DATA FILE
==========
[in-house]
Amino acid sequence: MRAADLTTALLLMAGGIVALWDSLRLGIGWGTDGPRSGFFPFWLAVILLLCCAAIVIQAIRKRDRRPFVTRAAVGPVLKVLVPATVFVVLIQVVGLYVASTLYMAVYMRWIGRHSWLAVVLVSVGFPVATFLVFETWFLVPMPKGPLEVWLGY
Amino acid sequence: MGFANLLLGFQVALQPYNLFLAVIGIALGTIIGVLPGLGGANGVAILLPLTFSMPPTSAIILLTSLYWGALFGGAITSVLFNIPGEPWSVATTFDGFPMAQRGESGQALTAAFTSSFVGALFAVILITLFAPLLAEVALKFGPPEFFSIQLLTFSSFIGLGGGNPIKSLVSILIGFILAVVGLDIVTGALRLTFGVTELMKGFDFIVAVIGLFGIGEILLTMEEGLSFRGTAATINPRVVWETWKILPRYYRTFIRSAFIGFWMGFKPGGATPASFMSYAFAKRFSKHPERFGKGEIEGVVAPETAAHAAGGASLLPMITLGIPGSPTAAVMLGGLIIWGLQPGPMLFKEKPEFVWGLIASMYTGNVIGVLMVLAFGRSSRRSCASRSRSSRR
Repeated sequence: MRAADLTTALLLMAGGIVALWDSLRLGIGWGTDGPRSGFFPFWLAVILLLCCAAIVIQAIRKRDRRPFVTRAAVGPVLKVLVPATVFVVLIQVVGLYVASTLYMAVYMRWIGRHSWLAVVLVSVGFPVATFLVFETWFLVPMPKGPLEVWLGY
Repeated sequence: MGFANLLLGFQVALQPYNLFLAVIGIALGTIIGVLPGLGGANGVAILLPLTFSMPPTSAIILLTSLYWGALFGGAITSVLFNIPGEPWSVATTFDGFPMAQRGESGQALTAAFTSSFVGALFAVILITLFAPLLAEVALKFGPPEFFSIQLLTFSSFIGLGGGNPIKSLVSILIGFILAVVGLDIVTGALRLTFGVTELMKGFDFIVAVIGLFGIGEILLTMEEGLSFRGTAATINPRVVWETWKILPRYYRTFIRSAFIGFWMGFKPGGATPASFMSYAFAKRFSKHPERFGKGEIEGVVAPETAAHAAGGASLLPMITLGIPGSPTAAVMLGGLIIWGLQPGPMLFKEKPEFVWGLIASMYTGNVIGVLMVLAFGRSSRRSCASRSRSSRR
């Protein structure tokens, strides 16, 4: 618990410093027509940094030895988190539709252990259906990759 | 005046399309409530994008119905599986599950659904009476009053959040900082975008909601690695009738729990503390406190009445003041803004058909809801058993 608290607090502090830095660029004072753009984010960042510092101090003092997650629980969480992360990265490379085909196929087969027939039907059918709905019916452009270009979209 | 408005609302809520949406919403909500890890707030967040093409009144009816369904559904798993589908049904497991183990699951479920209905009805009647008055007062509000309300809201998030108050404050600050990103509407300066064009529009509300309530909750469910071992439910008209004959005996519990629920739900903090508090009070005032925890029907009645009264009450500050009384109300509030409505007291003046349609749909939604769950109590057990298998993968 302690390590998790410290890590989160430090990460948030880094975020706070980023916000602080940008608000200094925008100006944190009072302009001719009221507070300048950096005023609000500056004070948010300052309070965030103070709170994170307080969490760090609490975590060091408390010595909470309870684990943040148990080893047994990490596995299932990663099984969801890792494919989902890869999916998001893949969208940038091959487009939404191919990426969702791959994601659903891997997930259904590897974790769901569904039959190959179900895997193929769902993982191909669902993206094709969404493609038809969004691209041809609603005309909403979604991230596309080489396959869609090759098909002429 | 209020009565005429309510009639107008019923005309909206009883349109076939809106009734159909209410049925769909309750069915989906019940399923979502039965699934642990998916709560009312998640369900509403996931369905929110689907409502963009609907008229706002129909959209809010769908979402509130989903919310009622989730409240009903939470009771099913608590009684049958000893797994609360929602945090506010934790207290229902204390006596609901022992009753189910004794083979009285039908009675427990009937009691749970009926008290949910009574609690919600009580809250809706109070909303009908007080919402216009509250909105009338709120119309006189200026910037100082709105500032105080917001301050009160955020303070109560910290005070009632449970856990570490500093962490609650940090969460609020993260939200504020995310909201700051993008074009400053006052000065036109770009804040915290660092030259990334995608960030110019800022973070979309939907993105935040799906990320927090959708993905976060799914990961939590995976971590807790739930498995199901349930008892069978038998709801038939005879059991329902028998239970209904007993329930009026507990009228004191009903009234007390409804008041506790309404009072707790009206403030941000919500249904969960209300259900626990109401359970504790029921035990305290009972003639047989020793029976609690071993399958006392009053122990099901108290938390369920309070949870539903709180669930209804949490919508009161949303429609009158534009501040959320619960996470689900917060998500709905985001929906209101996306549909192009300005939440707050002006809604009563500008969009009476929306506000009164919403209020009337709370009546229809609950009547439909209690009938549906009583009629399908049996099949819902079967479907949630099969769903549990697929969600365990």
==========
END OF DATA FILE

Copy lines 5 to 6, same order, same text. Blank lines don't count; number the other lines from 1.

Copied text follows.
Repeated sequence: MGFANLLLGFQVALQPYNLFLAVIGIALGTIIGVLPGLGGANGVAILLPLTFSMPPTSAIILLTSLYWGALFGGAITSVLFNIPGEPWSVATTFDGFPMAQRGESGQALTAAFTSSFVGALFAVILITLFAPLLAEVALKFGPPEFFSIQLLTFSSFIGLGGGNPIKSLVSILIGFILAVVGLDIVTGALRLTFGVTELMKGFDFIVAVIGLFGIGEILLTMEEGLSFRGTAATINPRVVWETWKILPRYYRTFIRSAFIGFWMGFKPGGATPASFMSYAFAKRFSKHPERFGKGEIEGVVAPETAAHAAGGASLLPMITLGIPGSPTAAVMLGGLIIWGLQPGPMLFKEKPEFVWGLIASMYTGNVIGVLMVLAFGRSSRRSCASRSRSSRR
């Protein structure tokens, strides 16, 4: 618990410093027509940094030895988190539709252990259906990759 | 005046399309409530994008119905599986599950659904009476009053959040900082975008909601690695009738729990503390406190009445003041803004058909809801058993 608290607090502090830095660029004072753009984010960042510092101090003092997650629980969480992360990265490379085909196929087969027939039907059918709905019916452009270009979209 | 408005609302809520949406919403909500890890707030967040093409009144009816369904559904798993589908049904497991183990699951479920209905009805009647008055007062509000309300809201998030108050404050600050990103509407300066064009529009509300309530909750469910071992439910008209004959005996519990629920739900903090508090009070005032925890029907009645009264009450500050009384109300509030409505007291003046349609749909939604769950109590057990298998993968 302690390590998790410290890590989160430090990460948030880094975020706070980023916000602080940008608000200094925008100006944190009072302009001719009221507070300048950096005023609000500056004070948010300052309070965030103070709170994170307080969490760090609490975590060091408390010595909470309870684990943040148990080893047994990490596995299932990663099984969801890792494919989902890869999916998001893949969208940038091959487009939404191919990426969702791959994601659903891997997930259904590897974790769901569904039959190959179900895997193929769902993982191909669902993206094709969404493609038809969004691209041809609603005309909403979604991230596309080489396959869609090759098909002429 | 209020009565005429309510009639107008019923005309909206009883349109076939809106009734159909209410049925769909309750069915989906019940399923979502039965699934642990998916709560009312998640369900509403996931369905929110689907409502963009609907008229706002129909959209809010769908979402509130989903919310009622989730409240009903939470009771099913608590009684049958000893797994609360929602945090506010934790207290229902204390006596609901022992009753189910004794083979009285039908009675427990009937009691749970009926008290949910009574609690919600009580809250809706109070909303009908007080919402216009509250909105009338709120119309006189200026910037100082709105500032105080917001301050009160955020303070109560910290005070009632449970856990570490500093962490609650940090969460609020993260939200504020995310909201700051993008074009400053006052000065036109770009804040915290660092030259990334995608960030110019800022973070979309939907993105935040799906990320927090959708993905976060799914990961939590995976971590807790739930498995199901349930008892069978038998709801038939005879059991329902028998239970209904007993329930009026507990009228004191009903009234007390409804008041506790309404009072707790009206403030941000919500249904969960209300259900626990109401359970504790029921035990305290009972003639047989020793029976609690071993399958006392009053122990099901108290938390369920309070949870539903709180669930209804949490919508009161949303429609009158534009501040959320619960996470689900917060998500709905985001929906209101996306549909192009300005939440707050002006809604009563500008969009009476929306506000009164919403209020009337709370009546229809609950009547439909209690009938549906009583009629399908049996099949819902079967479907949630099969769903549990697929969600365990």